The heart of the Church is the heart of the people. Flawed, broken, sick, troubled, all kinds and types of people make up the Church. But their condition going in is not the reason why the Church is defiled. It is what comes out of the people that concerns the Lord. Matt 15:17-19 says, "Don't you see that whatever enters the mouth goes into the stomach and then out of the body? But the things that come out of a person's mouth come from the heart, and these defile them. For out of the heart come evil thoughts—murder, adultery, sexual immorality, theft, false testimony, slander." As long as we continue on this side of eternity, because we are men and women who act out what is in our hearts, our actions will continue to characterize the Church.
When a governor of a state says she would rather vote for a child molester than a member of the opposing party simply to get into office someone who agrees with her religious convictions, it says something about the heart of that governor. When a group will lie and deceive and knowingly misrepresent evidence to uncover the horrors of abortion, it says something about the hearts of those in that group. When a person would lie and impugn the person and character of a political opponent to win, it says something about the heart of that person. When a medical doctor, sworn to the Hippocratic Oath, refuses medical treatment to a person because she does not agree with that person's lifestyle, it says something about the heart of that doctor. It also says something about the hearts of those who support and encourage those actions. What we do is the outward expression of what is in our hearts.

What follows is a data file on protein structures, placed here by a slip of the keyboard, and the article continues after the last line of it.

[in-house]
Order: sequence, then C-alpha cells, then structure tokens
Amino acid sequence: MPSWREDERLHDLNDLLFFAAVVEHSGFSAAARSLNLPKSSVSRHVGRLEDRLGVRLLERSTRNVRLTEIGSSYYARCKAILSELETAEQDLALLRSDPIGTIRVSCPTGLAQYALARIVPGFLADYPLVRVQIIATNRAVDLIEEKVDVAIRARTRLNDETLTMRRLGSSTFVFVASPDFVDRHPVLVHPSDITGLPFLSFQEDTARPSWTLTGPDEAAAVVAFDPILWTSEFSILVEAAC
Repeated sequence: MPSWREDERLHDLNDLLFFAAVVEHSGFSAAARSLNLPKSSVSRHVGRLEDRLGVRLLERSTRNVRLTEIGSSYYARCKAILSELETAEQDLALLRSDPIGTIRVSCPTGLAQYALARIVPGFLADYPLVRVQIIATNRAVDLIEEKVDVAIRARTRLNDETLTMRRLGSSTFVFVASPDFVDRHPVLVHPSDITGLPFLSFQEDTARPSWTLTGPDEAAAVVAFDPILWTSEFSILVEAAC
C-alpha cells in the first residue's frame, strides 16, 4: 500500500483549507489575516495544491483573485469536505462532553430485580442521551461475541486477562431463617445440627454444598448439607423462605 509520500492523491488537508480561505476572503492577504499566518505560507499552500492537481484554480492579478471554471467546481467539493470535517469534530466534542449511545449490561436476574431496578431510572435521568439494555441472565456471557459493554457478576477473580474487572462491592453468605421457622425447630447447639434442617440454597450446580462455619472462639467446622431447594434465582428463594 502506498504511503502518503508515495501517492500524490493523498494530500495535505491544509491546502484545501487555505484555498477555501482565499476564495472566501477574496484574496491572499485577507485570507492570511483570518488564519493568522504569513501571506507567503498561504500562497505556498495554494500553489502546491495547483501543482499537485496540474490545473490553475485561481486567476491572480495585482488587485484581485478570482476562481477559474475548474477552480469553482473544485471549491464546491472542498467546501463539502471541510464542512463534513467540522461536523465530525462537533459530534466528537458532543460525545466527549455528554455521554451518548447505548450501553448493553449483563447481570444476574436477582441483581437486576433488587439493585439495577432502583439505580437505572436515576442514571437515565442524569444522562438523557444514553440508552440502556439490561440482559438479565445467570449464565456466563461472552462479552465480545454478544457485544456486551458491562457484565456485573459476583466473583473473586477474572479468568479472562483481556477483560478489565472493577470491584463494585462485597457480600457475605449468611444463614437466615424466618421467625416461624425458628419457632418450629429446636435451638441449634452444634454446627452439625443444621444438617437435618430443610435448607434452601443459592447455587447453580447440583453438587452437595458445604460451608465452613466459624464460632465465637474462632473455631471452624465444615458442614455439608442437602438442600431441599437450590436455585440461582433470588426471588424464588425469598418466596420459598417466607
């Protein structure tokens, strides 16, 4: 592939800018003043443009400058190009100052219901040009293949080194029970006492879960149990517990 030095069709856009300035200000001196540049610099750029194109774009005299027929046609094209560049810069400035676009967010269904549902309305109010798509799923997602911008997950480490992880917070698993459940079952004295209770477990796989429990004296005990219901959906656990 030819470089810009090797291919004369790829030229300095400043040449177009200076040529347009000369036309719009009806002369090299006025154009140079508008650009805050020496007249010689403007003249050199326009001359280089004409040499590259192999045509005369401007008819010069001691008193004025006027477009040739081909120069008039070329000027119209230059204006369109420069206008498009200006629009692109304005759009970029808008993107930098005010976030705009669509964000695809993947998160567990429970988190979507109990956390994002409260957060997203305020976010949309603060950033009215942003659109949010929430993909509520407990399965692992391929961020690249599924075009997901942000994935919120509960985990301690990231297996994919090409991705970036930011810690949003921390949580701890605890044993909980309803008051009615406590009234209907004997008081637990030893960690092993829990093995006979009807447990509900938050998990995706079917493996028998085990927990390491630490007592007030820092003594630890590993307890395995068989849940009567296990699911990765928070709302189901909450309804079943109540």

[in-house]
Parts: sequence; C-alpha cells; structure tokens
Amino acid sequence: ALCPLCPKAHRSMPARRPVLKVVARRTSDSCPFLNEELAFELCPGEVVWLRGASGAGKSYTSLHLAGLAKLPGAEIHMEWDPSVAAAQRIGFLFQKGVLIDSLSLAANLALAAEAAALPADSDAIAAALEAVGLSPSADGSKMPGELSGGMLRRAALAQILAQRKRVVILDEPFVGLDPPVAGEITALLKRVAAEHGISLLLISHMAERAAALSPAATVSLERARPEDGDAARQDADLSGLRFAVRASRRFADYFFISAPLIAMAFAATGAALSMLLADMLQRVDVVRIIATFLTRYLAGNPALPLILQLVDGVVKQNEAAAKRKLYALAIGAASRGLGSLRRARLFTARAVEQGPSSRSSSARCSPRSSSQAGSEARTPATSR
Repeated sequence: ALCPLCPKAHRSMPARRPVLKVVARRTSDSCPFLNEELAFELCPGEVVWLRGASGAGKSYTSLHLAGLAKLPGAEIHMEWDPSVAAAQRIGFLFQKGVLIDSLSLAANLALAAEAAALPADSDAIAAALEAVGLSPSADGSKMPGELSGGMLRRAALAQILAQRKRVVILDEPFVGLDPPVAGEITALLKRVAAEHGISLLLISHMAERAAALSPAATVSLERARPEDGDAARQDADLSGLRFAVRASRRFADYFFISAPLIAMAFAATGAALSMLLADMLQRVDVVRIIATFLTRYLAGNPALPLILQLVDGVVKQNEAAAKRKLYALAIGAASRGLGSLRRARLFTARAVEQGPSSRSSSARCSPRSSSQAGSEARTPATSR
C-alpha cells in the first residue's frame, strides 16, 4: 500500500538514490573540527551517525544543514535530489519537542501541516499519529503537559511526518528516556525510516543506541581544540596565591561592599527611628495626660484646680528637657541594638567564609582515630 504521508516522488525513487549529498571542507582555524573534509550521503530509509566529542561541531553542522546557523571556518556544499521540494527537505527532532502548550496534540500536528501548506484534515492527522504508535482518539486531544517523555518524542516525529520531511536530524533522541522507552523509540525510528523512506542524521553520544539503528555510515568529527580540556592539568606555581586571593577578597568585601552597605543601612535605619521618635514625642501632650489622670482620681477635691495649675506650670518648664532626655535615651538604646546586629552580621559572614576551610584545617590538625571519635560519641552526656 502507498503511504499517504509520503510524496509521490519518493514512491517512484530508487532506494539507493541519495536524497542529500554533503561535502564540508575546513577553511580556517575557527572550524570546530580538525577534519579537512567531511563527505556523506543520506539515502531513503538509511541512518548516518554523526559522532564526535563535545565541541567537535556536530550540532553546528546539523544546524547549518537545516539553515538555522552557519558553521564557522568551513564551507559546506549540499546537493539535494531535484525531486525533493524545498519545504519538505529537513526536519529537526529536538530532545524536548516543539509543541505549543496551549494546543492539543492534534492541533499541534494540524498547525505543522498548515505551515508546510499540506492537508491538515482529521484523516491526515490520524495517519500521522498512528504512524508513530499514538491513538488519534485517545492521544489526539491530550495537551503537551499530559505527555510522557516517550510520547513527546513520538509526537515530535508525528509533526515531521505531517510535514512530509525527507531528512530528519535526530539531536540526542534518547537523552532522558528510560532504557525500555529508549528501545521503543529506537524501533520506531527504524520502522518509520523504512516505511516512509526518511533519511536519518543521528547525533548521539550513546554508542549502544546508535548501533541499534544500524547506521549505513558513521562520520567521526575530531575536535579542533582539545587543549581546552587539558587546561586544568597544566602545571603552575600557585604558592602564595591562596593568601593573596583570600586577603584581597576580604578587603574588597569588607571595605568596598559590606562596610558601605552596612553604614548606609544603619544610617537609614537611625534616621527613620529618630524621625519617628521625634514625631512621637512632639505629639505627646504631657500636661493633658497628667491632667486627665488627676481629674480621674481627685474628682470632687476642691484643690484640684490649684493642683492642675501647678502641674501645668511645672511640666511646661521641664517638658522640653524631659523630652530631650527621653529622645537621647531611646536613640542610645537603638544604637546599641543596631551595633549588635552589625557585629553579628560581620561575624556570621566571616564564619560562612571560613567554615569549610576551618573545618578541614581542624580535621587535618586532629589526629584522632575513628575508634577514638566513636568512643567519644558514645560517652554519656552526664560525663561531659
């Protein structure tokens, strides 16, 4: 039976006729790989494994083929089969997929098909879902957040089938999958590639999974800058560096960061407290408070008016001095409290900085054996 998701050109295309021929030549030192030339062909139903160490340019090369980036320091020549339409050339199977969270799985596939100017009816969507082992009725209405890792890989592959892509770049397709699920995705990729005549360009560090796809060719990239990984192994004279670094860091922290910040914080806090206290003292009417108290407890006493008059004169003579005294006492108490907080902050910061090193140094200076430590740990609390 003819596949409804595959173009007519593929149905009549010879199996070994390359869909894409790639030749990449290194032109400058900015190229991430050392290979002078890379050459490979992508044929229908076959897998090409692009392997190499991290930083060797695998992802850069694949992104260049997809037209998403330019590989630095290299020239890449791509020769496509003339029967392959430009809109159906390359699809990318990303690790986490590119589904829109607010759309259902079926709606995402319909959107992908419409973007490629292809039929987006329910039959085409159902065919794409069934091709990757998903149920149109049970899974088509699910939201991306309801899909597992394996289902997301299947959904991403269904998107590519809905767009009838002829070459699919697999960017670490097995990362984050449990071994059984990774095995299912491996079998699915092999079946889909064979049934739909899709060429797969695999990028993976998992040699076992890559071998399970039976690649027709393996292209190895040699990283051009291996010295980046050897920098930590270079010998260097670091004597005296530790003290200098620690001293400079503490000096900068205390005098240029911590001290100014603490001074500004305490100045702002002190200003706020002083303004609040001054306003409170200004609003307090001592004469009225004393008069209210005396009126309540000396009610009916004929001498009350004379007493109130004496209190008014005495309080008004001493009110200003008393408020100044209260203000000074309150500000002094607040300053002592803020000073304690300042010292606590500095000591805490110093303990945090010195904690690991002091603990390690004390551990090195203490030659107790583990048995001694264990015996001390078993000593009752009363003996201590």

Do we dare think that the Lord sees those actions as righteous and beneficial to his Church? No, he sees them as defiling the Church. We should not make the mistake of trying to put what is happening into some prophetic framework as some are trying to do. Do not equate biblical principles with bad behavior, or try to justify immoral positions by misapplying biblical texts. God used the ungodly as his sword, but his people, called by his name, were never used in the way we see the Church engaging today. It is being defiled.